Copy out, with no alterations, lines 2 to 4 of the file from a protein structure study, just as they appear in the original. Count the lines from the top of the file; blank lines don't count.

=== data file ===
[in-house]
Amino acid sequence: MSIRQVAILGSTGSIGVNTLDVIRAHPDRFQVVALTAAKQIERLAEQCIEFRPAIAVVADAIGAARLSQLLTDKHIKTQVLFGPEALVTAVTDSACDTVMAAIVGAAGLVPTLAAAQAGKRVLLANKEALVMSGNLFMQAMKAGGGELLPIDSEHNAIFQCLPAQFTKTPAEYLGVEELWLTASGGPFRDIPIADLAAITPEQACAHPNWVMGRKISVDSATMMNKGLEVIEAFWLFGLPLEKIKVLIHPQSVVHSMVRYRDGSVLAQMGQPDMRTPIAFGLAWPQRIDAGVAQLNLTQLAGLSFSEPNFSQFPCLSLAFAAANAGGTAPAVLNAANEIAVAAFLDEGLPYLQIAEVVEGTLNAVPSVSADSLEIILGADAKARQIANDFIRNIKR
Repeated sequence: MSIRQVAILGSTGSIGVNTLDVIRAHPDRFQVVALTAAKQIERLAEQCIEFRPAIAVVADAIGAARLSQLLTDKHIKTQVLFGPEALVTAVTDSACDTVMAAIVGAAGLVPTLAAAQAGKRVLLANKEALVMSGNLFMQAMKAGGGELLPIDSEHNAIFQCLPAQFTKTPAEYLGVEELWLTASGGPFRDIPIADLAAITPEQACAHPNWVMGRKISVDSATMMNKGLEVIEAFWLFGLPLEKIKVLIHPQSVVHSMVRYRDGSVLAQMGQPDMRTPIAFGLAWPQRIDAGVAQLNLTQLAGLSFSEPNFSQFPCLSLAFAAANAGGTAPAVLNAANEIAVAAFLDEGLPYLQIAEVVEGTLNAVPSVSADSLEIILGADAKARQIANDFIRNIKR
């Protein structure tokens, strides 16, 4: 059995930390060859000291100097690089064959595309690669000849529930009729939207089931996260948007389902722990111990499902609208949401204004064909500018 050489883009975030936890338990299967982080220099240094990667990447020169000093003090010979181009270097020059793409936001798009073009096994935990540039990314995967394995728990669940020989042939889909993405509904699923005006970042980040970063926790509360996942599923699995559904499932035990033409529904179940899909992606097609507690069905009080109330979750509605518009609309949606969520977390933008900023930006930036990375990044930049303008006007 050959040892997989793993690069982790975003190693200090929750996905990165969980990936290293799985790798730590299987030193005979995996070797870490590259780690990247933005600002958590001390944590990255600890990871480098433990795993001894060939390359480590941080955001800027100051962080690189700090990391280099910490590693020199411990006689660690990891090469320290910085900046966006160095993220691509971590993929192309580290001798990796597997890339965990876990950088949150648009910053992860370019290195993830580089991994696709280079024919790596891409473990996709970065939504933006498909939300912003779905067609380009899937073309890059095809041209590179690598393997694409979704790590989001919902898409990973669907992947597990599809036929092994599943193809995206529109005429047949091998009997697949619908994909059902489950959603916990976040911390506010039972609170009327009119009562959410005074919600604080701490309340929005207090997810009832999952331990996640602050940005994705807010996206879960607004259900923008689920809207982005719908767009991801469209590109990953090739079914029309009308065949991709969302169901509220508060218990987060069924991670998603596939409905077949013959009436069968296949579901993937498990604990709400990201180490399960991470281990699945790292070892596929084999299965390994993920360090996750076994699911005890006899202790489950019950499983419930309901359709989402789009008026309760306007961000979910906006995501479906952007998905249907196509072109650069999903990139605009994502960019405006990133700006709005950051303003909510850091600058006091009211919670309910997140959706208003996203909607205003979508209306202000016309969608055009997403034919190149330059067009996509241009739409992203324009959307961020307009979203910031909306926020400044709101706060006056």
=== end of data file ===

Amino acid sequence: MSIRQVAILGSTGSIGVNTLDVIRAHPDRFQVVALTAAKQIERLAEQCIEFRPAIAVVADAIGAARLSQLLTDKHIKTQVLFGPEALVTAVTDSACDTVMAAIVGAAGLVPTLAAAQAGKRVLLANKEALVMSGNLFMQAMKAGGGELLPIDSEHNAIFQCLPAQFTKTPAEYLGVEELWLTASGGPFRDIPIADLAAITPEQACAHPNWVMGRKISVDSATMMNKGLEVIEAFWLFGLPLEKIKVLIHPQSVVHSMVRYRDGSVLAQMGQPDMRTPIAFGLAWPQRIDAGVAQLNLTQLAGLSFSEPNFSQFPCLSLAFAAANAGGTAPAVLNAANEIAVAAFLDEGLPYLQIAEVVEGTLNAVPSVSADSLEIILGADAKARQIANDFIRNIKR
Repeated sequence: MSIRQVAILGSTGSIGVNTLDVIRAHPDRFQVVALTAAKQIERLAEQCIEFRPAIAVVADAIGAARLSQLLTDKHIKTQVLFGPEALVTAVTDSACDTVMAAIVGAAGLVPTLAAAQAGKRVLLANKEALVMSGNLFMQAMKAGGGELLPIDSEHNAIFQCLPAQFTKTPAEYLGVEELWLTASGGPFRDIPIADLAAITPEQACAHPNWVMGRKISVDSATMMNKGLEVIEAFWLFGLPLEKIKVLIHPQSVVHSMVRYRDGSVLAQMGQPDMRTPIAFGLAWPQRIDAGVAQLNLTQLAGLSFSEPNFSQFPCLSLAFAAANAGGTAPAVLNAANEIAVAAFLDEGLPYLQIAEVVEGTLNAVPSVSADSLEIILGADAKARQIANDFIRNIKR
């Protein structure tokens, strides 16, 4: 059995930390060859000291100097690089064959595309690669000849529930009729939207089931996260948007389902722990111990499902609208949401204004064909500018 050489883009975030936890338990299967982080220099240094990667990447020169000093003090010979181009270097020059793409936001798009073009096994935990540039990314995967394995728990669940020989042939889909993405509904699923005006970042980040970063926790509360996942599923699995559904499932035990033409529904179940899909992606097609507690069905009080109330979750509605518009609309949606969520977390933008900023930006930036990375990044930049303008006007 050959040892997989793993690069982790975003190693200090929750996905990165969980990936290293799985790798730590299987030193005979995996070797870490590259780690990247933005600002958590001390944590990255600890990871480098433990795993001894060939390359480590941080955001800027100051962080690189700090990391280099910490590693020199411990006689660690990891090469320290910085900046966006160095993220691509971590993929192309580290001798990796597997890339965990876990950088949150648009910053992860370019290195993830580089991994696709280079024919790596891409473990996709970065939504933006498909939300912003779905067609380009899937073309890059095809041209590179690598393997694409979704790590989001919902898409990973669907992947597990599809036929092994599943193809995206529109005429047949091998009997697949619908994909059902489950959603916990976040911390506010039972609170009327009119009562959410005074919600604080701490309340929005207090997810009832999952331990996640602050940005994705807010996206879960607004259900923008689920809207982005719908767009991801469209590109990953090739079914029309009308065949991709969302169901509220508060218990987060069924991670998603596939409905077949013959009436069968296949579901993937498990604990709400990201180490399960991470281990699945790292070892596929084999299965390994993920360090996750076994699911005890006899202790489950019950499983419930309901359709989402789009008026309760306007961000979910906006995501479906952007998905249907196509072109650069999903990139605009994502960019405006990133700006709005950051303003909510850091600058006091009211919670309910997140959706208003996203909607205003979508209306202000016309969608055009997403034919190149330059067009996509241009739409992203324009959307961020307009979203910031909306926020400044709101706060006056």